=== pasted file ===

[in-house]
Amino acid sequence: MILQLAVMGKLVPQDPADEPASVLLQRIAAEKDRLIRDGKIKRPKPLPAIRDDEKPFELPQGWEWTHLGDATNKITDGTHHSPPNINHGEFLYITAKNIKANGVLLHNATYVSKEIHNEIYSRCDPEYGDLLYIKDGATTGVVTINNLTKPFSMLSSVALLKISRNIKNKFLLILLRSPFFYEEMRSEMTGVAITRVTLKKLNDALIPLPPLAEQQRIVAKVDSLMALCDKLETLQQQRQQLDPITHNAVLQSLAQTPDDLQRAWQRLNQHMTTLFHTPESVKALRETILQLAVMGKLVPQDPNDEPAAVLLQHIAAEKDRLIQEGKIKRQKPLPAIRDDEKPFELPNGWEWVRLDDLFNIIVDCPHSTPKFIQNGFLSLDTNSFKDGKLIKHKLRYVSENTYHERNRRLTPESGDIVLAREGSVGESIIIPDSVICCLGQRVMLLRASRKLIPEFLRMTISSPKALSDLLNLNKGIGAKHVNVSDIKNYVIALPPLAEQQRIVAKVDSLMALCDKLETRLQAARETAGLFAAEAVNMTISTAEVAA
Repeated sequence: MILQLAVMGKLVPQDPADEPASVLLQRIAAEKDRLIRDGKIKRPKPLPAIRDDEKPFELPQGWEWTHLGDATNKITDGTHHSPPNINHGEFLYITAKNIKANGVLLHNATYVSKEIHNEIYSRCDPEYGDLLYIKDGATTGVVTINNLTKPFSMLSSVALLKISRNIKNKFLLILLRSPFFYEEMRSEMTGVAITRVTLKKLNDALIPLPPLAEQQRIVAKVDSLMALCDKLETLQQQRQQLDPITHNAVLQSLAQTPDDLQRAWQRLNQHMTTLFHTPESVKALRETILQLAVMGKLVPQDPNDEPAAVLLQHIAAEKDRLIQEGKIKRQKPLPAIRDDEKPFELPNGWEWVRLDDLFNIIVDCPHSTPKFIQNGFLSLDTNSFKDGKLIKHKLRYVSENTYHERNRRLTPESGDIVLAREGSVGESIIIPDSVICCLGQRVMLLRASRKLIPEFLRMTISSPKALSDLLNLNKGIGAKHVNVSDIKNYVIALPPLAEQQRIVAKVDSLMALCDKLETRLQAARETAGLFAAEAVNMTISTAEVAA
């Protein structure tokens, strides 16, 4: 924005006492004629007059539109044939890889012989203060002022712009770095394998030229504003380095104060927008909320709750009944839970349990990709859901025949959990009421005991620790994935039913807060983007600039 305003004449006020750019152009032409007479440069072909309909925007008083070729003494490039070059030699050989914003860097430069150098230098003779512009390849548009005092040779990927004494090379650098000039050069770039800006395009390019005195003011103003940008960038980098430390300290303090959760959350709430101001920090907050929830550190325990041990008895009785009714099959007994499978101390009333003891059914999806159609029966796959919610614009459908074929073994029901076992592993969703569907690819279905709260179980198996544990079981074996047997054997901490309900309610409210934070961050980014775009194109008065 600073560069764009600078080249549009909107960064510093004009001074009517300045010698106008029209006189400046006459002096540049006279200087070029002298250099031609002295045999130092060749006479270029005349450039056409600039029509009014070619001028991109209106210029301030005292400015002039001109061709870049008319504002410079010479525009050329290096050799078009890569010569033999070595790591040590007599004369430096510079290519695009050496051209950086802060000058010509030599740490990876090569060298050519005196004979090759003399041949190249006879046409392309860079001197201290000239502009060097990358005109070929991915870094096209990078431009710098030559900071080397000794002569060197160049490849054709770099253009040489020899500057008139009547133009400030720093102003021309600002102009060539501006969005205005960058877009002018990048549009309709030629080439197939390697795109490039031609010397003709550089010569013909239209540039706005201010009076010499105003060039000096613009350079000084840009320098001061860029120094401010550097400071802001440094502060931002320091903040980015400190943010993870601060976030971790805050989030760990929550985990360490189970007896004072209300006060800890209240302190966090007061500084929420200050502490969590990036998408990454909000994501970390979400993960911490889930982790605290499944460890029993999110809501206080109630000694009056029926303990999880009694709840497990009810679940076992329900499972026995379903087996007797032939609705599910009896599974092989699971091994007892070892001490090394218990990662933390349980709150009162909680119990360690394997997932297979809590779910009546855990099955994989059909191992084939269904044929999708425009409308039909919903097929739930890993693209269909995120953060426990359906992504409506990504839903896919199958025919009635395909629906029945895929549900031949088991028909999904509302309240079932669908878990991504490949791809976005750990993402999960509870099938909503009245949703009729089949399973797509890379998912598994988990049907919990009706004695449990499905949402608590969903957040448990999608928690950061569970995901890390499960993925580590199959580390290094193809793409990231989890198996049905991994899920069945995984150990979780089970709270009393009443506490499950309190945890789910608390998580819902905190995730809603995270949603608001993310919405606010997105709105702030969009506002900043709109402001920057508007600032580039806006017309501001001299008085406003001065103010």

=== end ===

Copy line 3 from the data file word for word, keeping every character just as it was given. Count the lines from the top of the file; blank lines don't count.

Repeated sequence: MILQLAVMGKLVPQDPADEPASVLLQRIAAEKDRLIRDGKIKRPKPLPAIRDDEKPFELPQGWEWTHLGDATNKITDGTHHSPPNINHGEFLYITAKNIKANGVLLHNATYVSKEIHNEIYSRCDPEYGDLLYIKDGATTGVVTINNLTKPFSMLSSVALLKISRNIKNKFLLILLRSPFFYEEMRSEMTGVAITRVTLKKLNDALIPLPPLAEQQRIVAKVDSLMALCDKLETLQQQRQQLDPITHNAVLQSLAQTPDDLQRAWQRLNQHMTTLFHTPESVKALRETILQLAVMGKLVPQDPNDEPAAVLLQHIAAEKDRLIQEGKIKRQKPLPAIRDDEKPFELPNGWEWVRLDDLFNIIVDCPHSTPKFIQNGFLSLDTNSFKDGKLIKHKLRYVSENTYHERNRRLTPESGDIVLAREGSVGESIIIPDSVICCLGQRVMLLRASRKLIPEFLRMTISSPKALSDLLNLNKGIGAKHVNVSDIKNYVIALPPLAEQQRIVAKVDSLMALCDKLETRLQAARETAGLFAAEAVNMTISTAEVAA